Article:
The fact that “the result of living as a stigmatised minority is that you self-medicate” with drug and sex addictions proves how much damage articles like ChristWire’s do. If that’s your point of view surely it’s better to do something proactive than moralising and making sweeping judgments.
I was reading about Luxembourg this morning.
That source of all knowledge Wikipedia had some amazing information on the country (Michael Scott, the David Brent of the American Office once said that because anybody can contribute to Wikipedia you know you’re getting the best possible information). It’s an unusual country, it is the world’s only remaining sovereign Grand Duchy, and it’s landlocked position provides a strange statistical quirk.
"Luxembourg consumes the most alcohol in Europe per capita. However, the large proportion of alcohol purchase by customers from neighboring countries contributes to the statistically high level of alcohol consumption per capita; this level of consumption is thus not representative of the actual alcohol consumption of the Luxembourg population."
I’ve realised this for quite some time, but a party I went to the other week really brought it home how lucky I am. Not only do I have a large number of friends in London, I am also lucky enough to have a number of very good friends here too. It’s a city I am glad I have chosen to make my life in, and I am amazed to have such good friends both here, and elsewhere.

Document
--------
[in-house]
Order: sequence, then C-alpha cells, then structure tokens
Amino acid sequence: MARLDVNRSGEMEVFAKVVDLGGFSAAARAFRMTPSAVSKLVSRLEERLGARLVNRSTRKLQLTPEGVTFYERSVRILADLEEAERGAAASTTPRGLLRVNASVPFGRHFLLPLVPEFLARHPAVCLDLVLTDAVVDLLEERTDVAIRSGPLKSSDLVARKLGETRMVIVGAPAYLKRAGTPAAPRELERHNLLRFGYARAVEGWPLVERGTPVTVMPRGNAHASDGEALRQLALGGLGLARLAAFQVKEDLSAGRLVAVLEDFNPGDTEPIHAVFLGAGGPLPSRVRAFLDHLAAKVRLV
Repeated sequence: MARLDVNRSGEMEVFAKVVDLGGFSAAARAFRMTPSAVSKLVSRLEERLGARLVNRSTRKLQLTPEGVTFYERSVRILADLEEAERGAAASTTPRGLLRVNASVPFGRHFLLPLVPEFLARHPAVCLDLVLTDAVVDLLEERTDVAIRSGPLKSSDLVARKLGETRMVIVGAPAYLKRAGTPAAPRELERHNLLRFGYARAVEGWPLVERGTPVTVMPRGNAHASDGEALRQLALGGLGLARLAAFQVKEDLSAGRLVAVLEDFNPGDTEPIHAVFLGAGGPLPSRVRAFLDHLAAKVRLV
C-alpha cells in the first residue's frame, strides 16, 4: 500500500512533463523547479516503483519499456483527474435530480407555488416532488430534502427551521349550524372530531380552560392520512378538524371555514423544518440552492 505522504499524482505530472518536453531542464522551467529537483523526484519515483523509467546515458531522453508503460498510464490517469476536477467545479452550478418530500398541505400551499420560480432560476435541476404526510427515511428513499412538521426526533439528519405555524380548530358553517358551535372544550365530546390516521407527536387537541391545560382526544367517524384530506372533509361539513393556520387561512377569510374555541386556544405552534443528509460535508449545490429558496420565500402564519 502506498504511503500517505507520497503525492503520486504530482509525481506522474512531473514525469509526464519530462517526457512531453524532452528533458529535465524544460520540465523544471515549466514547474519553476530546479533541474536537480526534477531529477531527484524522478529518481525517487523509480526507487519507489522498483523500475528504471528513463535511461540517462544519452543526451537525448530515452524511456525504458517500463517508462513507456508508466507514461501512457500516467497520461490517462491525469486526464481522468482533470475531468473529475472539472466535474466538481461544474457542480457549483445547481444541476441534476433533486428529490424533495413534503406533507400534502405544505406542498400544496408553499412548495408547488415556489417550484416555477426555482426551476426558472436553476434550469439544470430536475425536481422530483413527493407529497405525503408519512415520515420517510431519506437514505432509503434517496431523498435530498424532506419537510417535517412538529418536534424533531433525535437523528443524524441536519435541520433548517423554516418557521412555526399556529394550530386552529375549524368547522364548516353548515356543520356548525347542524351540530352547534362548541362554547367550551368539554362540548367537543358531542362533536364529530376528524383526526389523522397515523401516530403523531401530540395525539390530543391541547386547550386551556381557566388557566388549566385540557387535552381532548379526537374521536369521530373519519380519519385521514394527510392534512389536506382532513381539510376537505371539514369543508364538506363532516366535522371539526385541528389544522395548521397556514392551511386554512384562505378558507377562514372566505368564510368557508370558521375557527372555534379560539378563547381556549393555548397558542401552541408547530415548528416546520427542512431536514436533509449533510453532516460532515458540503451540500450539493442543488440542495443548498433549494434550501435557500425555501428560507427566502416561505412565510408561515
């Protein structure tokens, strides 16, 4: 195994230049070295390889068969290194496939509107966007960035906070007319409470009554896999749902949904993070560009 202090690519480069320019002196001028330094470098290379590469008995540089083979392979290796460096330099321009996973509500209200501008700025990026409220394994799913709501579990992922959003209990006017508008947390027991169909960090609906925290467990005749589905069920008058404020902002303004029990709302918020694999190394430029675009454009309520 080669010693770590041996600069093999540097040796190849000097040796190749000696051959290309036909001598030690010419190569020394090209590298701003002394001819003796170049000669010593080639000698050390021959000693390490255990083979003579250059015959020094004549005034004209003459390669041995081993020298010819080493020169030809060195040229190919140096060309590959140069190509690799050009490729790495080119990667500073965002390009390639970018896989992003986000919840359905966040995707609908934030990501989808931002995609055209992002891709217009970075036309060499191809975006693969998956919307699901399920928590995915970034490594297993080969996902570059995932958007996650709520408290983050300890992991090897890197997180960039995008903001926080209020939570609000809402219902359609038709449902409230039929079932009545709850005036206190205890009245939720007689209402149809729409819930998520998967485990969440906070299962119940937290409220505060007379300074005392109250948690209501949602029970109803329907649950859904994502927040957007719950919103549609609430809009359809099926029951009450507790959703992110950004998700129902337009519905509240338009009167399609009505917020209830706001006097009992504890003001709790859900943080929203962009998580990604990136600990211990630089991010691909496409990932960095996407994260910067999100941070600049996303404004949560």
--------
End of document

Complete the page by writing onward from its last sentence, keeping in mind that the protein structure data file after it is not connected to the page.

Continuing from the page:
Today is GCSE results day. (Didn’t it used to be on a Thursday like the A’levels). I still remember picking up my results. I never really enjoyed school. I loved the learning but didn’t enjoy getting bullied. So going in to school during the summer holidays wasn’t sometihing to look forward to! Still, it was worth it.
3 C’s (never was very good at maths… or German for that matter),
4 A’s a,d
1 A* (in english language – a class I couldn’t take at A’level, sadly).
GCSE’s certainly set me up to do well in life.
Good luck to everyone getting their results today!
Last week I went to see Earthquakes in London at the National. A play about the legacy of the babyboomer generation on the planet it’s certainly food for thought about climate change.
How many people can this planet sustain? What kind of world are we leaving future generations? They’re questions that have been posed before: “When environmentalists say that the world is overpopulated, they mean that the environmental consequences of the excessively high human population are destroying the biosphere–the Earth’s life-support system”. What are the environmental consequences? How many people can the Earth really support? What kind of world do you want?
If you have children, or – as in my case – a new niece, you surely must wonder what kind of future you’re leaving your child. A world where populations displaced by climate change – climate refugees. If you think that immigration and refugees in your country now are a problem, what about a future where whole populations are displaced?
Mike Bartlett hit the nail on the head with his play. It can’t be an easy topic to encapsulate in a script, but he does incredibly well. And it’s a topic that perhaps drama needs to address. It’s a medium that can bring a subject to peoples minds and make them think.
Jason Hall has a much better review of the play than I ever could. Read the review. See the play. Then contemplate what kind of future you’re leaving.